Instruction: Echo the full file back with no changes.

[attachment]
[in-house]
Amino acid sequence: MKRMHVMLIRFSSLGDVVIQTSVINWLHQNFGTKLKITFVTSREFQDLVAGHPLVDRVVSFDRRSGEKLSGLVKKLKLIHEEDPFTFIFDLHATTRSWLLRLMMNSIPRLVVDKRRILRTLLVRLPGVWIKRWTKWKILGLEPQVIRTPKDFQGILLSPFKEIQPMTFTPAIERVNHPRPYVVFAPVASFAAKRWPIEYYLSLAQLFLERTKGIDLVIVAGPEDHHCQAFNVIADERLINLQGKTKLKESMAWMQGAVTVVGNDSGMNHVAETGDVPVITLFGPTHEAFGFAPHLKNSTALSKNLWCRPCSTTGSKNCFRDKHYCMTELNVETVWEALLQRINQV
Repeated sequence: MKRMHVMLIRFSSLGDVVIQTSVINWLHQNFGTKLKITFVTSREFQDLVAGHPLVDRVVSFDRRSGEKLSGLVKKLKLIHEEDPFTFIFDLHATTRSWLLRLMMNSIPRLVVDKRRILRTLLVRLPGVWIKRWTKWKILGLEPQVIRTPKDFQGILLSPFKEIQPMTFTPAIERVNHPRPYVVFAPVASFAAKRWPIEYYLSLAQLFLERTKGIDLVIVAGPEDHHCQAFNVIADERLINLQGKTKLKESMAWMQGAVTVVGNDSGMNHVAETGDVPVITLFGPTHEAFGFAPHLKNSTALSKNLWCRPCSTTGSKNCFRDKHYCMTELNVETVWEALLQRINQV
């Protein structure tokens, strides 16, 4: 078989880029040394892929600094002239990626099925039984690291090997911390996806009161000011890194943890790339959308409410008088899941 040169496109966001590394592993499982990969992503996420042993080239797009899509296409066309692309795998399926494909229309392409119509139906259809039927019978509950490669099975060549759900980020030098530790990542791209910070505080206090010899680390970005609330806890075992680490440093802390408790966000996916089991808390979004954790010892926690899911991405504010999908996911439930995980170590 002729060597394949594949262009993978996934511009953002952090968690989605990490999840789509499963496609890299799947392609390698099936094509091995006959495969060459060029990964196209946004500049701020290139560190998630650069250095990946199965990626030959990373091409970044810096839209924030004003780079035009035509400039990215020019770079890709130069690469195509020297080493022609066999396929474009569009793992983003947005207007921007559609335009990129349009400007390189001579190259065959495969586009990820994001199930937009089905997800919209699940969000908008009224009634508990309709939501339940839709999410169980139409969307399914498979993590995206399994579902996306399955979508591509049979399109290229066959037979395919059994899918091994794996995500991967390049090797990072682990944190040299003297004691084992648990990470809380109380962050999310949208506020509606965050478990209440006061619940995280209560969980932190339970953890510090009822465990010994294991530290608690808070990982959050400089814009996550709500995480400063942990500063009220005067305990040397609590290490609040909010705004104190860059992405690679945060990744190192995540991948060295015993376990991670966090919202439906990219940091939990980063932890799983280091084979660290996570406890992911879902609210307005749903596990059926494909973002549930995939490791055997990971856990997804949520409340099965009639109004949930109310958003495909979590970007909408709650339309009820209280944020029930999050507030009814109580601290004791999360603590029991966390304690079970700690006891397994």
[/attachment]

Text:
[in-house]
Amino acid sequence: MKRMHVMLIRFSSLGDVVIQTSVINWLHQNFGTKLKITFVTSREFQDLVAGHPLVDRVVSFDRRSGEKLSGLVKKLKLIHEEDPFTFIFDLHATTRSWLLRLMMNSIPRLVVDKRRILRTLLVRLPGVWIKRWTKWKILGLEPQVIRTPKDFQGILLSPFKEIQPMTFTPAIERVNHPRPYVVFAPVASFAAKRWPIEYYLSLAQLFLERTKGIDLVIVAGPEDHHCQAFNVIADERLINLQGKTKLKESMAWMQGAVTVVGNDSGMNHVAETGDVPVITLFGPTHEAFGFAPHLKNSTALSKNLWCRPCSTTGSKNCFRDKHYCMTELNVETVWEALLQRINQV
Repeated sequence: MKRMHVMLIRFSSLGDVVIQTSVINWLHQNFGTKLKITFVTSREFQDLVAGHPLVDRVVSFDRRSGEKLSGLVKKLKLIHEEDPFTFIFDLHATTRSWLLRLMMNSIPRLVVDKRRILRTLLVRLPGVWIKRWTKWKILGLEPQVIRTPKDFQGILLSPFKEIQPMTFTPAIERVNHPRPYVVFAPVASFAAKRWPIEYYLSLAQLFLERTKGIDLVIVAGPEDHHCQAFNVIADERLINLQGKTKLKESMAWMQGAVTVVGNDSGMNHVAETGDVPVITLFGPTHEAFGFAPHLKNSTALSKNLWCRPCSTTGSKNCFRDKHYCMTELNVETVWEALLQRINQV
């Protein structure tokens, strides 16, 4: 078989880029040394892929600094002239990626099925039984690291090997911390996806009161000011890194943890790339959308409410008088899941 040169496109966001590394592993499982990969992503996420042993080239797009899509296409066309692309795998399926494909229309392409119509139906259809039927019978509950490669099975060549759900980020030098530790990542791209910070505080206090010899680390970005609330806890075992680490440093802390408790966000996916089991808390979004954790010892926690899911991405504010999908996911439930995980170590 002729060597394949594949262009993978996934511009953002952090968690989605990490999840789509499963496609890299799947392609390698099936094509091995006959495969060459060029990964196209946004500049701020290139560190998630650069250095990946199965990626030959990373091409970044810096839209924030004003780079035009035509400039990215020019770079890709130069690469195509020297080493022609066999396929474009569009793992983003947005207007921007559609335009990129349009400007390189001579190259065959495969586009990820994001199930937009089905997800919209699940969000908008009224009634508990309709939501339940839709999410169980139409969307399914498979993590995206399994579902996306399955979508591509049979399109290229066959037979395919059994899918091994794996995500991967390049090797990072682990944190040299003297004691084992648990990470809380109380962050999310949208506020509606965050478990209440006061619940995280209560969980932190339970953890510090009822465990010994294991530290608690808070990982959050400089814009996550709500995480400063942990500063009220005067305990040397609590290490609040909010705004104190860059992405690679945060990744190192995540991948060295015993376990991670966090919202439906990219940091939990980063932890799983280091084979660290996570406890992911879902609210307005749903596990059926494909973002549930995939490791055997990971856990997804949520409340099965009639109004949930109310958003495909979590970007909408709650339309009820209280944020029930999050507030009814109580601290004791999360603590029991966390304690079970700690006891397994």